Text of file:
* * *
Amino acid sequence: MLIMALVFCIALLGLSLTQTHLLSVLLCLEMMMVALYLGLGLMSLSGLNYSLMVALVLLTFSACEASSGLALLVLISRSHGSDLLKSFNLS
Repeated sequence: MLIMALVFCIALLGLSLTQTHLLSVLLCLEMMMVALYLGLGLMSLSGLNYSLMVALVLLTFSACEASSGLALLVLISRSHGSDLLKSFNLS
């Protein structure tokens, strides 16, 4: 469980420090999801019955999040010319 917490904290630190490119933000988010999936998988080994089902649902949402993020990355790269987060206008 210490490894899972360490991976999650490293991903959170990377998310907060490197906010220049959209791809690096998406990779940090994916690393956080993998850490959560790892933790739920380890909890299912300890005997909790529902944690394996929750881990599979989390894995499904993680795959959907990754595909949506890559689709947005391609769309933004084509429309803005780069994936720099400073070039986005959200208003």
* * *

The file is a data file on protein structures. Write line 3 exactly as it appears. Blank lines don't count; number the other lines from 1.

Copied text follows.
């Protein structure tokens, strides 16, 4: 469980420090999801019955999040010319 917490904290630190490119933000988010999936998988080994089902649902949402993020990355790269987060206008 210490490894899972360490991976999650490293991903959170990377998310907060490197906010220049959209791809690096998406990779940090994916690393956080993998850490959560790892933790739920380890909890299912300890005997909790529902944690394996929750881990599979989390894995499904993680795959959907990754595909949506890559689709947005391609769309933004084509429309803005780069994936720099400073070039986005959200208003």